//return list of students  
    public List<Student> getStudents()  
    { 
        return students; 
    } 
}
//Institure class contains branches which in turn have students
class Institute  {       
    String instituteName; 
    private List<Branch> branches;  //each institure have various branches
    //initialize members  
    Institute(String instituteName, List<Branch> branches)   { 
        this.instituteName = instituteName; 
        this.branches = branches; 
    } 
    // count and return number of all students in the institute  
    public int getAllStudentsInInstitute()   { 
        int noOfStudents = 0; 
        List<Student> students;  
        for(Branch branch : branches) 
        { 
            students = branch.getStudents(); 
            for(Student s : students) 
            { 
                noOfStudents++; 
            } 
        } 
        return noOfStudents; 
    } 
      
}  
//Aggregate all the classes=> Institute (contains) branches (contains) Students
class Main 
{ 
    public static void main (String[] args)  
    { 
        //declare student objects
        Student s1 = new Student("Megan", 1, "CSE"); 
        Student s2 = new Student("Mia", 2, "CSE"); 
        Student s3 = new Student("John", 1, "ETC"); 
        Student s4 = new Student("Finn", 2, "ETC"); 
      
        // List of CSE Students. 
        List <Student> cse_students = new ArrayList<Student>();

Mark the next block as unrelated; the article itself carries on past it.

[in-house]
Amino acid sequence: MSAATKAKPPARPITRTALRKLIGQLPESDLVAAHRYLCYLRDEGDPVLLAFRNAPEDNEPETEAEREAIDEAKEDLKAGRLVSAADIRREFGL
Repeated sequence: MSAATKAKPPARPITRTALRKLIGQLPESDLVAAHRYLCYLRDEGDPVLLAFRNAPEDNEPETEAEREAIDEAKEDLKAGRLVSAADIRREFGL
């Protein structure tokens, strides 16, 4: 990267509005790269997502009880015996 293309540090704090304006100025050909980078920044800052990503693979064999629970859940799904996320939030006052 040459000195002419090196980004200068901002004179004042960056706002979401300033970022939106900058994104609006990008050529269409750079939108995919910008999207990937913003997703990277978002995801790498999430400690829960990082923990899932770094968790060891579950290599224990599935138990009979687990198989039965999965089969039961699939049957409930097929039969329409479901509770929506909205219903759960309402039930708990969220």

cse_students.add(s1); 
        cse_students.add(s2); 
          
        //List of ETC Students 
        List <Student> etc_students = new ArrayList<Student>(); 
        etc_students.add(s3); 
        etc_students.add(s4); 
        //declare Branch objects  
        Branch CSE = new Branch("CSE", cse_students); 
        Branch ETC = new Branch("ETC", etc_students); 
        
        //make list of branches  
        List <Branch> branches = new ArrayList<Branch>(); 
        branches.add(CSE); 
        branches.add(ETC); 
          
        // creating an object of Institute. 
        Institute institute = new Institute("NIT", branches); 
        //display total number of students  
        System.out.print("Total students in NIT institute: "); 
        System.out.print(institute.getAllStudentsInInstitute()); 
    } 
}

Output:

Aggregation in Java - Output

Hence aggregation and composition are two forms of association that we have discussed here. When we do not need or cannot represent ‘is-a’ relationship between objects then we can go for composition if we want a stronger relationship between objects or aggregation if we want a one-way relationship.

Both aggregation and composition help us to reuse code in Java.

Differences Between Aggregation Vs Composition

Both Composition and Aggregation are parts of the Association that depicts a ‘has-a’ relationship. Both the techniques are not Java features and do not have a direct way to implement but can be implemented using Java code.

Composition and Aggregation allow us to reuse the code. Code reusability reduces the bugs in the code and also makes the application more stable.

Enlisted below are some differences between Aggregation and Composition.

AggregationComposition
Aggregation allows child objects or contained objects to exist independently. For example in a relationship where School has Employees, if we delete School, Employees will remain and can function on its own.In composition, the contained object cannot exist independently. For example a car has Engine. If we delete Car, Engine class cannot function on its own.